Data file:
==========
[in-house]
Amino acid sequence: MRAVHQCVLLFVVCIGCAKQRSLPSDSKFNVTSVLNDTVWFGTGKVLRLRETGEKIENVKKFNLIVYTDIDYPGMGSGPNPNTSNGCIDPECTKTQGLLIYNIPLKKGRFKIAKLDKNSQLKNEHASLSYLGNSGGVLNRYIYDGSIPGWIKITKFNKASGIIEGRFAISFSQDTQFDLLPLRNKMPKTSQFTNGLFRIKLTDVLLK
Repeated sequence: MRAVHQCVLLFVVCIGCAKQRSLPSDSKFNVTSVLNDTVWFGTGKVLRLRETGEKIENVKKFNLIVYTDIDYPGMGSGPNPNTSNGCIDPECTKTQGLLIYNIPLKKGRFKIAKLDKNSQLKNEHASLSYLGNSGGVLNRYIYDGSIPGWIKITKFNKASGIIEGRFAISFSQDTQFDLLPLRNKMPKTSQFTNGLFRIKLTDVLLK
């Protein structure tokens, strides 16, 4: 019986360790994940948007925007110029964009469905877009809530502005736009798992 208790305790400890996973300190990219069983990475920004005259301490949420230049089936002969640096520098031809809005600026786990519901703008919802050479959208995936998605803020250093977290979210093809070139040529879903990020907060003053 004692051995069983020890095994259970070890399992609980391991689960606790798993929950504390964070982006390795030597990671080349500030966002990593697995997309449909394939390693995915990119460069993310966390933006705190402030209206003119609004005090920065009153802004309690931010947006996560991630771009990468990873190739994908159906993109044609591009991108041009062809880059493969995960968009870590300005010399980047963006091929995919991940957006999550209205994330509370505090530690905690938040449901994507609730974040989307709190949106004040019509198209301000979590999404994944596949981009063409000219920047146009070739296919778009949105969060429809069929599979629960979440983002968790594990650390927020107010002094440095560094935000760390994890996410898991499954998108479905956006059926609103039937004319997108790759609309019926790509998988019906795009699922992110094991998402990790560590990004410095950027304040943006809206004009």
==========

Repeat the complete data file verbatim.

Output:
[in-house]
Amino acid sequence: MRAVHQCVLLFVVCIGCAKQRSLPSDSKFNVTSVLNDTVWFGTGKVLRLRETGEKIENVKKFNLIVYTDIDYPGMGSGPNPNTSNGCIDPECTKTQGLLIYNIPLKKGRFKIAKLDKNSQLKNEHASLSYLGNSGGVLNRYIYDGSIPGWIKITKFNKASGIIEGRFAISFSQDTQFDLLPLRNKMPKTSQFTNGLFRIKLTDVLLK
Repeated sequence: MRAVHQCVLLFVVCIGCAKQRSLPSDSKFNVTSVLNDTVWFGTGKVLRLRETGEKIENVKKFNLIVYTDIDYPGMGSGPNPNTSNGCIDPECTKTQGLLIYNIPLKKGRFKIAKLDKNSQLKNEHASLSYLGNSGGVLNRYIYDGSIPGWIKITKFNKASGIIEGRFAISFSQDTQFDLLPLRNKMPKTSQFTNGLFRIKLTDVLLK
């Protein structure tokens, strides 16, 4: 019986360790994940948007925007110029964009469905877009809530502005736009798992 208790305790400890996973300190990219069983990475920004005259301490949420230049089936002969640096520098031809809005600026786990519901703008919802050479959208995936998605803020250093977290979210093809070139040529879903990020907060003053 004692051995069983020890095994259970070890399992609980391991689960606790798993929950504390964070982006390795030597990671080349500030966002990593697995997309449909394939390693995915990119460069993310966390933006705190402030209206003119609004005090920065009153802004309690931010947006996560991630771009990468990873190739994908159906993109044609591009991108041009062809880059493969995960968009870590300005010399980047963006091929995919991940957006999550209205994330509370505090530690905690938040449901994507609730974040989307709190949106004040019509198209301000979590999404994944596949981009063409000219920047146009070739296919778009949105969060429809069929599979629960979440983002968790594990650390927020107010002094440095560094935000760390994890996410898991499954998108479905956006059926609103039937004319997108790759609309019926790509998988019906795009699922992110094991998402990790560590990004410095950027304040943006809206004009």